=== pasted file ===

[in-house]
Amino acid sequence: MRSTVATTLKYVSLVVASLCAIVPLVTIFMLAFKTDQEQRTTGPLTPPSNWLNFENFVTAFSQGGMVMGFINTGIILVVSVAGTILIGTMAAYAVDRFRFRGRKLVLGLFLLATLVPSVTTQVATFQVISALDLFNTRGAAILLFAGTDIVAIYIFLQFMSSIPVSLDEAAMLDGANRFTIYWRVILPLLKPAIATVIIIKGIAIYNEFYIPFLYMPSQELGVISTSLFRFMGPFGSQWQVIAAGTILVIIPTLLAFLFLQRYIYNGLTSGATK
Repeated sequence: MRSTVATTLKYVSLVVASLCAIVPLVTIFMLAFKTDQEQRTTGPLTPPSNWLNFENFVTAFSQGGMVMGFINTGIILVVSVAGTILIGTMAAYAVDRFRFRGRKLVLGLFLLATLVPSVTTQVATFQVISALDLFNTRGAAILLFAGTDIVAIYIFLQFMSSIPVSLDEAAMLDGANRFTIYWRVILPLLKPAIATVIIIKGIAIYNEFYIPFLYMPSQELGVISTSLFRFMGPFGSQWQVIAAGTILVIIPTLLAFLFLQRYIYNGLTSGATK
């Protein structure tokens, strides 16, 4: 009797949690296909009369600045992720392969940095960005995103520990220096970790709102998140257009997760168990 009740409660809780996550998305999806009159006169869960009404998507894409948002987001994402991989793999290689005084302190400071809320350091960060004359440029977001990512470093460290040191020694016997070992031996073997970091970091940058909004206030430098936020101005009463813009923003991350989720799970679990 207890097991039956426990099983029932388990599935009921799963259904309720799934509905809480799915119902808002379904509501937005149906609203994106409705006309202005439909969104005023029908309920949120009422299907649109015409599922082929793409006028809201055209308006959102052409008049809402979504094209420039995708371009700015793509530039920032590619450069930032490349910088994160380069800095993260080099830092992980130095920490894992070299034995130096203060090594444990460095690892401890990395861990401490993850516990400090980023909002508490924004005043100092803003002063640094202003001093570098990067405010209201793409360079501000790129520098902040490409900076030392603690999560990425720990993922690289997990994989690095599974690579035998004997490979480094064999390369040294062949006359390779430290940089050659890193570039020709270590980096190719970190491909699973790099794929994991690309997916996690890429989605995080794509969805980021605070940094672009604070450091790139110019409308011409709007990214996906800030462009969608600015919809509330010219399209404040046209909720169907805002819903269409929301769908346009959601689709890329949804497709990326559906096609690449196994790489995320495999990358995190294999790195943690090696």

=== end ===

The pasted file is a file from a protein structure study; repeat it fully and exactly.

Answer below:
[in-house]
Amino acid sequence: MRSTVATTLKYVSLVVASLCAIVPLVTIFMLAFKTDQEQRTTGPLTPPSNWLNFENFVTAFSQGGMVMGFINTGIILVVSVAGTILIGTMAAYAVDRFRFRGRKLVLGLFLLATLVPSVTTQVATFQVISALDLFNTRGAAILLFAGTDIVAIYIFLQFMSSIPVSLDEAAMLDGANRFTIYWRVILPLLKPAIATVIIIKGIAIYNEFYIPFLYMPSQELGVISTSLFRFMGPFGSQWQVIAAGTILVIIPTLLAFLFLQRYIYNGLTSGATK
Repeated sequence: MRSTVATTLKYVSLVVASLCAIVPLVTIFMLAFKTDQEQRTTGPLTPPSNWLNFENFVTAFSQGGMVMGFINTGIILVVSVAGTILIGTMAAYAVDRFRFRGRKLVLGLFLLATLVPSVTTQVATFQVISALDLFNTRGAAILLFAGTDIVAIYIFLQFMSSIPVSLDEAAMLDGANRFTIYWRVILPLLKPAIATVIIIKGIAIYNEFYIPFLYMPSQELGVISTSLFRFMGPFGSQWQVIAAGTILVIIPTLLAFLFLQRYIYNGLTSGATK
């Protein structure tokens, strides 16, 4: 009797949690296909009369600045992720392969940095960005995103520990220096970790709102998140257009997760168990 009740409660809780996550998305999806009159006169869960009404998507894409948002987001994402991989793999290689005084302190400071809320350091960060004359440029977001990512470093460290040191020694016997070992031996073997970091970091940058909004206030430098936020101005009463813009923003991350989720799970679990 207890097991039956426990099983029932388990599935009921799963259904309720799934509905809480799915119902808002379904509501937005149906609203994106409705006309202005439909969104005023029908309920949120009422299907649109015409599922082929793409006028809201055209308006959102052409008049809402979504094209420039995708371009700015793509530039920032590619450069930032490349910088994160380069800095993260080099830092992980130095920490894992070299034995130096203060090594444990460095690892401890990395861990401490993850516990400090980023909002508490924004005043100092803003002063640094202003001093570098990067405010209201793409360079501000790129520098902040490409900076030392603690999560990425720990993922690289997990994989690095599974690579035998004997490979480094064999390369040294062949006359390779430290940089050659890193570039020709270590980096190719970190491909699973790099794929994991690309997916996690890429989605995080794509969805980021605070940094672009604070450091790139110019409308011409709007990214996906800030462009969608600015919809509330010219399209404040046209909720169907805002819903269409929301769908346009959601689709890329949804497709990326559906096609690449196994790489995320495999990358995190294999790195943690090696």